Rests: whole rest, half rest, quarter rest and more

Music generally doesn’t only consist of a long stream of only notes. Music also needs some rests. How do we write rests?

Whole rest, half rest, quarter rest

As with notes, rests have durations, you can have short rests and longer rests.

The equivalents of the whole note, half note and quarter note are the whole rest, the half rest and the quarter rest.

Whole rest

The whole rest has, like the whole tone, a duration of 4 beats.

In the staff, you can write a whole rest as follows:

whole rest

Half rest

The half rest has, like the half tone, a duration of 2 beats.

You can write the half rest as follows:

half rest

Quarter rest

And, as you might have guessed already, the quarter rest has a duration of 1 beat.

Here, you can see the quarter rest in a staff:

quarter rest

Eighth rest, sixteenth rest and more

The eighth rest, with a duration of a half beat, can be written as follows:

eighth rest

And, you might not be surprised when I tell you that the sixteenth rest, with duration of a quarter beat, can be written as the eighth rest with an extra flag (see below). Like was the case with the sixteenth note.

sixteenth rest

By adding more flags, we can make thirty-second rests and sixty-fourth rests (see below). Those very short rests are not often used.

thirty second sixty fourth rest

Examples

To give you an idea of rests in music, listen to the examples below and compare them with their corresponding staffs. All the sound samples start with a metronome that counts 4 beats before the rhythm on the staff begins.

I will start with simple examples, and then make them gradually more difficult.

The first example uses whole rests and notes and half rests and notes:

whole halmf rest example

The second example has also half and quarter rests and notes:

half quarter rest example

And now also with eighth rests and notes:

eighth rest example

At this point, it’s a good time to combine different note and rest durations with different notes on the treble clef. Let’s again start with a simple example and again gradually increase the level of difficulty.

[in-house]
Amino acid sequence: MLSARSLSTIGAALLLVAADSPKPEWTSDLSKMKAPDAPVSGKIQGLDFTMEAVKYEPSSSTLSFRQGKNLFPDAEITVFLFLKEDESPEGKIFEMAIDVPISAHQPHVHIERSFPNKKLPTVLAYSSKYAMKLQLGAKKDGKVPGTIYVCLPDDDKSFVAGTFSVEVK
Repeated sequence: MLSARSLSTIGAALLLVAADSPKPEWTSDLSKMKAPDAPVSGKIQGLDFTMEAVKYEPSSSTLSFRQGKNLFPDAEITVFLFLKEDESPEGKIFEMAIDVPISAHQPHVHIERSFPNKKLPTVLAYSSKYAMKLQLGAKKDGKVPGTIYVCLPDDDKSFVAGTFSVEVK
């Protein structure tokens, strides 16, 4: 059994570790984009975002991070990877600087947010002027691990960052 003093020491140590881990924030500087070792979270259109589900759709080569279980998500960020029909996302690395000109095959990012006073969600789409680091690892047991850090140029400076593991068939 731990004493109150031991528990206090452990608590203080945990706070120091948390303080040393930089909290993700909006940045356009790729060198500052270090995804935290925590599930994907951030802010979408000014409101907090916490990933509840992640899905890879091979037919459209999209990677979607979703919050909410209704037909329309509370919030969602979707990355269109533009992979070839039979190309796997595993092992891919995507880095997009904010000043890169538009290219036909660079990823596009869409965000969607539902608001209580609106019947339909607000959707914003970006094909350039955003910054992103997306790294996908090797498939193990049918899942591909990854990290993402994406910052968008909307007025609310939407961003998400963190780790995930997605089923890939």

Example 1:

note rest example 1

 

Example 2:

note rest example 2

 

Example 3:

note rest example 3

 

Perhaps that this last example was a bit difficult to follow. In the video below, I explain exactly how you can deal with difficult rhythms that you can come across when reading sheet music.

This 7 minute video is an extract from a video in my online piano course “How to play the piano or keyboard from scratch“. It explains how to play notes that are not exactly on the beat, but in between two beats. This is illustrated with the verse and chorus of the song ‘Let it be’ from the Beatles.

In the video, you will see measures (or bars), a 4 quarter time signature, and a pickup in the beginning of the chorus and the verse. You don’t need to know what this all is to be able to follow the video.

 

To fully master rests and notes, it’s important to practice regularly. Be sure to do the exercise in the link below.

Rests and notes

 

Did you appreciate this lesson? What do you think of the video? Please leave a comment below and let us know.

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Martin Cohen
 

Martin Cohen is a science and piano teacher. He is also a jazz musician and composer.

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